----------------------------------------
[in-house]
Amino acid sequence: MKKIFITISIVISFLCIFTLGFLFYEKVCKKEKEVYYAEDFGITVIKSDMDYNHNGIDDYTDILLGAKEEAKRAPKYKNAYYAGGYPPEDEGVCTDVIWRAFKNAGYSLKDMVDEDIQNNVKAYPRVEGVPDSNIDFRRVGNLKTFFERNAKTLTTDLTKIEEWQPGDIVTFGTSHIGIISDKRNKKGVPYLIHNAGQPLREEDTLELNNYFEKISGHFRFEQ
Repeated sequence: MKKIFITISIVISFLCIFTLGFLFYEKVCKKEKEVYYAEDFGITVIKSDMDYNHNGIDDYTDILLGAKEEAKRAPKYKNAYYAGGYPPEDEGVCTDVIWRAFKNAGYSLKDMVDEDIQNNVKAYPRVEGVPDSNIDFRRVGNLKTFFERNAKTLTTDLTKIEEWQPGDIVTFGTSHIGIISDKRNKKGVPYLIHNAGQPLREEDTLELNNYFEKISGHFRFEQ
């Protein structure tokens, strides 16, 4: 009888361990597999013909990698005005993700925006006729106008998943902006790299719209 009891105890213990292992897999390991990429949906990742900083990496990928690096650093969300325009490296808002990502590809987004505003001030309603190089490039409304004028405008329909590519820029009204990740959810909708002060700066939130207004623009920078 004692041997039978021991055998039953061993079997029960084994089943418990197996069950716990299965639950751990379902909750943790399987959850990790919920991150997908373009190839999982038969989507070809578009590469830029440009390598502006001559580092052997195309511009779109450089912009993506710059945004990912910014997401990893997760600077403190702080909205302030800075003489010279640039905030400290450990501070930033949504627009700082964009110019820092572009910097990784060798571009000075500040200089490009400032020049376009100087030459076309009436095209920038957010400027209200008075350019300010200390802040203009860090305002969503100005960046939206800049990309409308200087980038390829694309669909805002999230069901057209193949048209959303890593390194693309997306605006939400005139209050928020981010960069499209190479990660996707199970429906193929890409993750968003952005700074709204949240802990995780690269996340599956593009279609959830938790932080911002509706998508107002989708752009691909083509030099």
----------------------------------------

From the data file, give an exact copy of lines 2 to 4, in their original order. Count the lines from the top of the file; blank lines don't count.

Amino acid sequence: MKKIFITISIVISFLCIFTLGFLFYEKVCKKEKEVYYAEDFGITVIKSDMDYNHNGIDDYTDILLGAKEEAKRAPKYKNAYYAGGYPPEDEGVCTDVIWRAFKNAGYSLKDMVDEDIQNNVKAYPRVEGVPDSNIDFRRVGNLKTFFERNAKTLTTDLTKIEEWQPGDIVTFGTSHIGIISDKRNKKGVPYLIHNAGQPLREEDTLELNNYFEKISGHFRFEQ
Repeated sequence: MKKIFITISIVISFLCIFTLGFLFYEKVCKKEKEVYYAEDFGITVIKSDMDYNHNGIDDYTDILLGAKEEAKRAPKYKNAYYAGGYPPEDEGVCTDVIWRAFKNAGYSLKDMVDEDIQNNVKAYPRVEGVPDSNIDFRRVGNLKTFFERNAKTLTTDLTKIEEWQPGDIVTFGTSHIGIISDKRNKKGVPYLIHNAGQPLREEDTLELNNYFEKISGHFRFEQ
């Protein structure tokens, strides 16, 4: 009888361990597999013909990698005005993700925006006729106008998943902006790299719209 009891105890213990292992897999390991990429949906990742900083990496990928690096650093969300325009490296808002990502590809987004505003001030309603190089490039409304004028405008329909590519820029009204990740959810909708002060700066939130207004623009920078 004692041997039978021991055998039953061993079997029960084994089943418990197996069950716990299965639950751990379902909750943790399987959850990790919920991150997908373009190839999982038969989507070809578009590469830029440009390598502006001559580092052997195309511009779109450089912009993506710059945004990912910014997401990893997760600077403190702080909205302030800075003489010279640039905030400290450990501070930033949504627009700082964009110019820092572009910097990784060798571009000075500040200089490009400032020049376009100087030459076309009436095209920038957010400027209200008075350019300010200390802040203009860090305002969503100005960046939206800049990309409308200087980038390829694309669909805002999230069901057209193949048209959303890593390194693309997306605006939400005139209050928020981010960069499209190479990660996707199970429906193929890409993750968003952005700074709204949240802990995780690269996340599956593009279609959830938790932080911002509706998508107002989708752009691909083509030099």